Commonly called the Kuzari, this book is the most famous work by the medieval Spanish Jewish writer Judah Halevi. The work is divided into five parts, and takes the form of a dialogue between the pagan king of the Khazars and a Jew who had been invited to instruct him in the tenets of the Jewish religion. Originally written in Judeo-Arabic, its Hebrew translation by Judah ibn Tibbon became the standard edition among Jews in Europe while the original Arabic text circulated among Arabic-speaking Jews in the Muslim world, but there have been numerous other translations. The original Hebrew text was first published in 1887 by Hartwig Hirschfeld. A new edition appeared of the Hebrew text in Israel in 1977. This edition is that of the 1905 translation by Hartwig Hirschfeld from his translation edition from the original text. This is, so far, the only translation into English made from the derived Hebrew text.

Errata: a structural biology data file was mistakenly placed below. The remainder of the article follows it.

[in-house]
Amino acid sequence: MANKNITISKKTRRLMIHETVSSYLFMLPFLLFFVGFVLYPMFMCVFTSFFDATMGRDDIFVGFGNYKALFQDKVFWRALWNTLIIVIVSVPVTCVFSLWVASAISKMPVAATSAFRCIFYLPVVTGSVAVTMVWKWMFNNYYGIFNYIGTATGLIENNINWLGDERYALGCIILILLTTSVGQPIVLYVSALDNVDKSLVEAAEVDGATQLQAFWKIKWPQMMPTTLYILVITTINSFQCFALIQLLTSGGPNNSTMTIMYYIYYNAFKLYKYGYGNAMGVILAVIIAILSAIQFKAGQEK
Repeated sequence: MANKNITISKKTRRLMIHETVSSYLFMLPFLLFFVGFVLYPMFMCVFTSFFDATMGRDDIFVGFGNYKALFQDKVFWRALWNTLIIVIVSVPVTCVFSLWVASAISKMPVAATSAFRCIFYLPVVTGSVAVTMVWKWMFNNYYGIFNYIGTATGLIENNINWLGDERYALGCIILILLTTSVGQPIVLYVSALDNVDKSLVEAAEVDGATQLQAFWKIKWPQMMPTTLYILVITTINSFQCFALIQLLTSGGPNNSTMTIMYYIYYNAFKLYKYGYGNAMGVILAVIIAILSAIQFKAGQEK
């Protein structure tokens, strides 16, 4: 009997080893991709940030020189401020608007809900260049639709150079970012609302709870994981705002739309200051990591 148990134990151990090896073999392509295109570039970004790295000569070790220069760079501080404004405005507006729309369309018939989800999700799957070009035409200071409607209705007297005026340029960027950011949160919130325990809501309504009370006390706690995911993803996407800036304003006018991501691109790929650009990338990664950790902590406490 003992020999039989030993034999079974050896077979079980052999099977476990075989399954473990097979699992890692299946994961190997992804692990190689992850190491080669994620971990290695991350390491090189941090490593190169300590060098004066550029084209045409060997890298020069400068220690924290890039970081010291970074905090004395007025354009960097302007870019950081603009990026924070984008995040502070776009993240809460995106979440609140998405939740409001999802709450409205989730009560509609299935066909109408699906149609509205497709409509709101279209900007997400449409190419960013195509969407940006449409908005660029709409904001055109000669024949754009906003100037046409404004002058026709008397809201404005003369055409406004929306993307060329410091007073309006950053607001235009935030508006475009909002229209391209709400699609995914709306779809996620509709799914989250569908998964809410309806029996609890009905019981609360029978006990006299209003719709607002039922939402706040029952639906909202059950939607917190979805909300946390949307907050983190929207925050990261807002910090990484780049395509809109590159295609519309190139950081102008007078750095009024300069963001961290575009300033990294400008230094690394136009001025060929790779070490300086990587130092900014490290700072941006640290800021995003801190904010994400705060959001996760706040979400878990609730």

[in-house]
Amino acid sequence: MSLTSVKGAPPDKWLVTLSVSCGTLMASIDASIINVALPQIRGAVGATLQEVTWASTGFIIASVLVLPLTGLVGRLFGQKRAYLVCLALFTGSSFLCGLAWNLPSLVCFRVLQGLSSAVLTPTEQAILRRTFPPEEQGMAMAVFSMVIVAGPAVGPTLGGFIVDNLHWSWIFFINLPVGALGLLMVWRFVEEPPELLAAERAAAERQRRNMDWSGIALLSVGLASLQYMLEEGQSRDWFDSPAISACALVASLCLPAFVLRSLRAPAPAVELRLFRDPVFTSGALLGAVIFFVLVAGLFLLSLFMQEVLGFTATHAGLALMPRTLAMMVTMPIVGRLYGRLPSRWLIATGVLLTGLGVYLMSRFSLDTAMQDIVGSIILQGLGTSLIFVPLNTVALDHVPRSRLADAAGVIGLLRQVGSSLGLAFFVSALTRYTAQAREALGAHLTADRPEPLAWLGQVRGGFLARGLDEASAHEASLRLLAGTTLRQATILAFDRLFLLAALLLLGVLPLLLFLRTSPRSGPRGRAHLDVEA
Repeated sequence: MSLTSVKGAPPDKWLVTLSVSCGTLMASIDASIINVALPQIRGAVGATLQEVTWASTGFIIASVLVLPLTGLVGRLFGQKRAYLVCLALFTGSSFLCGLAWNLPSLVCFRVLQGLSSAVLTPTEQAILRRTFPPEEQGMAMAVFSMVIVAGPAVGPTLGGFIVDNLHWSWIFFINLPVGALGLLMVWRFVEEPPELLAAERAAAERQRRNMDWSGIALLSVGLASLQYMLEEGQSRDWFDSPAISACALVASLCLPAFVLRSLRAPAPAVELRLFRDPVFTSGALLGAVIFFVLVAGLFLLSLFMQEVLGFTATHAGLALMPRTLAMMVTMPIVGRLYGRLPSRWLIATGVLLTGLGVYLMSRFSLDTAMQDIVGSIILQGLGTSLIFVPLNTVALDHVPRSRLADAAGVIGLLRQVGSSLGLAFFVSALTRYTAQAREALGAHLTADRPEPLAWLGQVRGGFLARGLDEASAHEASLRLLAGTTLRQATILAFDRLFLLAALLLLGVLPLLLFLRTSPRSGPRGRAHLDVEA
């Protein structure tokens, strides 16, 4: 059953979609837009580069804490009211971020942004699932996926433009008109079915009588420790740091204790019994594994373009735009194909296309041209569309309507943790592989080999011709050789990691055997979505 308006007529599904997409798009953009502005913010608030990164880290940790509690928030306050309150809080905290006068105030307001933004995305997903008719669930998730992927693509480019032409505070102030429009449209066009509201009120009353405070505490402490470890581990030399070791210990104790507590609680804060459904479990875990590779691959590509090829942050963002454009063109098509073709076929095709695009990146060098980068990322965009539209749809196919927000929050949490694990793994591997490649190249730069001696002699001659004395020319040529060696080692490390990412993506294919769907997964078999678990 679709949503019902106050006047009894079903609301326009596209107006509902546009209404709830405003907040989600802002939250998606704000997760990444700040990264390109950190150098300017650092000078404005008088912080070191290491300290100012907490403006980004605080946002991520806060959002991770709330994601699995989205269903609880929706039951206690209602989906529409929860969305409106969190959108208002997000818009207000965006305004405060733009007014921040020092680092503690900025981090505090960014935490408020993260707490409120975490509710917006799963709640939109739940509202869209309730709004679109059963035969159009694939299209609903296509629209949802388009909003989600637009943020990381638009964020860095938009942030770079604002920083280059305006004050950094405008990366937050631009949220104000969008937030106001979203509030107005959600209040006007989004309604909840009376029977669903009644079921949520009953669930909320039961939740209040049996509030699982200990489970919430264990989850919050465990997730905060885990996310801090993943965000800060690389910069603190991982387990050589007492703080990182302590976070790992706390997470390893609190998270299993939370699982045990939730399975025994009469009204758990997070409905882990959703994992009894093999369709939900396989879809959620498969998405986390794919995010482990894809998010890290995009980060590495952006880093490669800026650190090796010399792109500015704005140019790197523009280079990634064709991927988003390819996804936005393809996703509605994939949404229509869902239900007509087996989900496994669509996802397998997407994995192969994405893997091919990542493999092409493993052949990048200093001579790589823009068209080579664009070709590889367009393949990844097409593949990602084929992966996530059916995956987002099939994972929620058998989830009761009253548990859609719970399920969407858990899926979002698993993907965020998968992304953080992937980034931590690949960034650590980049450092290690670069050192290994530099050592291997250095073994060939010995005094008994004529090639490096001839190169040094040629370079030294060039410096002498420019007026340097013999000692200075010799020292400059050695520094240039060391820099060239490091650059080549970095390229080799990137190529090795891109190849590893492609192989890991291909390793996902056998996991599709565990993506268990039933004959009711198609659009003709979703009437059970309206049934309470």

42302Kitab al Khazari (Kuzari)Judah HaleviHartwig Hirschfeld
The Kuzari: In Defense of the Despised Faith (trans. N. D. Korobkin). Northvale, N.J.: Jason Aronson, 1998. 2nd Edition (revised) published Jerusalem: Feldheim Publishers, 2009. (ISBN: 978-1-58330-842-4)
The Hirschfeld translation is also available (publication details) at Sacred Texts. That 1905 translation (New York, E. P. Dutton), reproduced here, is in the public domain. The Sacred Texts edition preserves the pagination of the printed edition, but at the cost of interfering with the text of the translation; those page references have been removed in the Wikisource edition, and other slight changes in formatting have been made. The Sacred texts edition also includes errata that have been corrected within the text. These will be noted on the relevant talk pages in the Wikisource edition.